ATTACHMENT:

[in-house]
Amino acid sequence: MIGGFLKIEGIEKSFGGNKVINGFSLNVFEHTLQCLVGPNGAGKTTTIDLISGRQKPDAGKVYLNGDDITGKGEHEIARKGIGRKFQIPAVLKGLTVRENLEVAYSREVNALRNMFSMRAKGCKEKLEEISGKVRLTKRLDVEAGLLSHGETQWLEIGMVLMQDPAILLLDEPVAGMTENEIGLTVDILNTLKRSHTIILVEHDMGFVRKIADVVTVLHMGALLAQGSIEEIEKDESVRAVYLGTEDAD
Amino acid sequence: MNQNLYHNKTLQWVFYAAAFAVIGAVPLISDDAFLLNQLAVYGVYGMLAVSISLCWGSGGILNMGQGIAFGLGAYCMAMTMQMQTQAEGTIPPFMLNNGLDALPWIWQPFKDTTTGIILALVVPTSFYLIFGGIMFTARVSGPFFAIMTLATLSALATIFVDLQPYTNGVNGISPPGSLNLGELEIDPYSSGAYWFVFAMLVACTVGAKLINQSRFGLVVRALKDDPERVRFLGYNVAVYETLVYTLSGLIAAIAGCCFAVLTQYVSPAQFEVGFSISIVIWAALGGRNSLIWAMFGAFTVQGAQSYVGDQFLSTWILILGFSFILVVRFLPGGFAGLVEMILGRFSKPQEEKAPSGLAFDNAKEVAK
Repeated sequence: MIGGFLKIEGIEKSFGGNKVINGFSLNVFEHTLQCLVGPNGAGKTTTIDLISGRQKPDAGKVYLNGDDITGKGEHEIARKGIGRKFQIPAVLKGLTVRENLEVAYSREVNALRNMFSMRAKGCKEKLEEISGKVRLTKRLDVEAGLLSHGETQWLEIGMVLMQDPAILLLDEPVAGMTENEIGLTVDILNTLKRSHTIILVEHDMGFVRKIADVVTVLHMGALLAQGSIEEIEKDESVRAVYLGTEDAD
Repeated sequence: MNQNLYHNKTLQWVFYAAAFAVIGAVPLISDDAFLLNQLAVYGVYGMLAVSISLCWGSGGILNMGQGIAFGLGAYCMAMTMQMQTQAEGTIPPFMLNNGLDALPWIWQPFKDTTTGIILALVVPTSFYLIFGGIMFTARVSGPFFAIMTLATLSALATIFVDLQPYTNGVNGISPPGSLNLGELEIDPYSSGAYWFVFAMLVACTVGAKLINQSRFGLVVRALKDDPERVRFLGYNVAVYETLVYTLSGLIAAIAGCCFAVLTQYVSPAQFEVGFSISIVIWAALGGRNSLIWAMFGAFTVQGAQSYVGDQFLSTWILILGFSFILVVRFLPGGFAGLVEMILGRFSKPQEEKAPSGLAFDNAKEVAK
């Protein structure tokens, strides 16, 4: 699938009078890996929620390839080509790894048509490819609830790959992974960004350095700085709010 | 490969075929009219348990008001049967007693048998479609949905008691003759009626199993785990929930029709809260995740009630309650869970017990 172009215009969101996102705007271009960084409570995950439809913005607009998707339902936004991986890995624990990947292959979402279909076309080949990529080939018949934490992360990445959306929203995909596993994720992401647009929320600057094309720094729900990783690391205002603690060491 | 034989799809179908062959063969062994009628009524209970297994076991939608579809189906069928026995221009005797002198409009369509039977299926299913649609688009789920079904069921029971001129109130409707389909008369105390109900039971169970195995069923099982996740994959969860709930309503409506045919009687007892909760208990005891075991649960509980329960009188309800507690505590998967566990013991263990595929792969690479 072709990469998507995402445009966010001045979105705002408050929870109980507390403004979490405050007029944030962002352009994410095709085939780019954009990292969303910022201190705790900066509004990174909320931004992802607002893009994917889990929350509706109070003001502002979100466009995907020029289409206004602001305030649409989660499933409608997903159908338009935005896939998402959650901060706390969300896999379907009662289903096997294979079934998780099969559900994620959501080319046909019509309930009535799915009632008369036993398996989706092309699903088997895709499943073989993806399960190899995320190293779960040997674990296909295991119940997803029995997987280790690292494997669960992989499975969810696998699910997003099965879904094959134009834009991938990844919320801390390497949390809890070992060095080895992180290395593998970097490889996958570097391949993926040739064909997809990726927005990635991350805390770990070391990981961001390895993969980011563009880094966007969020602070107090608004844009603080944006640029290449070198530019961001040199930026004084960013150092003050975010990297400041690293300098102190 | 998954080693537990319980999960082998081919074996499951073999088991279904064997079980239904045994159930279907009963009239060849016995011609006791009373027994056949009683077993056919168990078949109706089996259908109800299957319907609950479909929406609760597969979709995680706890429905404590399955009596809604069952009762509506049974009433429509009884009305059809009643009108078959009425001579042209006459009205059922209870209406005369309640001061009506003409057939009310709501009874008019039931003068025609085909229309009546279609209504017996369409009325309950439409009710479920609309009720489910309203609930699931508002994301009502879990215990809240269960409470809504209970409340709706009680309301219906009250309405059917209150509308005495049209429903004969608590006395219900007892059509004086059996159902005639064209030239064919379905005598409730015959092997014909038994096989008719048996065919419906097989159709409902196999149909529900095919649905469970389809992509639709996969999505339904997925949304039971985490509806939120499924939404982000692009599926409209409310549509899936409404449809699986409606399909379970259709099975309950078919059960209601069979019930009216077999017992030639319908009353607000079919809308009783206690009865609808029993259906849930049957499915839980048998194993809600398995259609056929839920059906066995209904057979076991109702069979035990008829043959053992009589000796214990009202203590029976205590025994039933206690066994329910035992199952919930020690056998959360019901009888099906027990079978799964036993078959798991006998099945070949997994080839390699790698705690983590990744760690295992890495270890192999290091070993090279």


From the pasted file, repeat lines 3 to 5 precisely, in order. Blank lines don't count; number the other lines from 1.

Amino acid sequence: MNQNLYHNKTLQWVFYAAAFAVIGAVPLISDDAFLLNQLAVYGVYGMLAVSISLCWGSGGILNMGQGIAFGLGAYCMAMTMQMQTQAEGTIPPFMLNNGLDALPWIWQPFKDTTTGIILALVVPTSFYLIFGGIMFTARVSGPFFAIMTLATLSALATIFVDLQPYTNGVNGISPPGSLNLGELEIDPYSSGAYWFVFAMLVACTVGAKLINQSRFGLVVRALKDDPERVRFLGYNVAVYETLVYTLSGLIAAIAGCCFAVLTQYVSPAQFEVGFSISIVIWAALGGRNSLIWAMFGAFTVQGAQSYVGDQFLSTWILILGFSFILVVRFLPGGFAGLVEMILGRFSKPQEEKAPSGLAFDNAKEVAK
Repeated sequence: MIGGFLKIEGIEKSFGGNKVINGFSLNVFEHTLQCLVGPNGAGKTTTIDLISGRQKPDAGKVYLNGDDITGKGEHEIARKGIGRKFQIPAVLKGLTVRENLEVAYSREVNALRNMFSMRAKGCKEKLEEISGKVRLTKRLDVEAGLLSHGETQWLEIGMVLMQDPAILLLDEPVAGMTENEIGLTVDILNTLKRSHTIILVEHDMGFVRKIADVVTVLHMGALLAQGSIEEIEKDESVRAVYLGTEDAD
Repeated sequence: MNQNLYHNKTLQWVFYAAAFAVIGAVPLISDDAFLLNQLAVYGVYGMLAVSISLCWGSGGILNMGQGIAFGLGAYCMAMTMQMQTQAEGTIPPFMLNNGLDALPWIWQPFKDTTTGIILALVVPTSFYLIFGGIMFTARVSGPFFAIMTLATLSALATIFVDLQPYTNGVNGISPPGSLNLGELEIDPYSSGAYWFVFAMLVACTVGAKLINQSRFGLVVRALKDDPERVRFLGYNVAVYETLVYTLSGLIAAIAGCCFAVLTQYVSPAQFEVGFSISIVIWAALGGRNSLIWAMFGAFTVQGAQSYVGDQFLSTWILILGFSFILVVRFLPGGFAGLVEMILGRFSKPQEEKAPSGLAFDNAKEVAK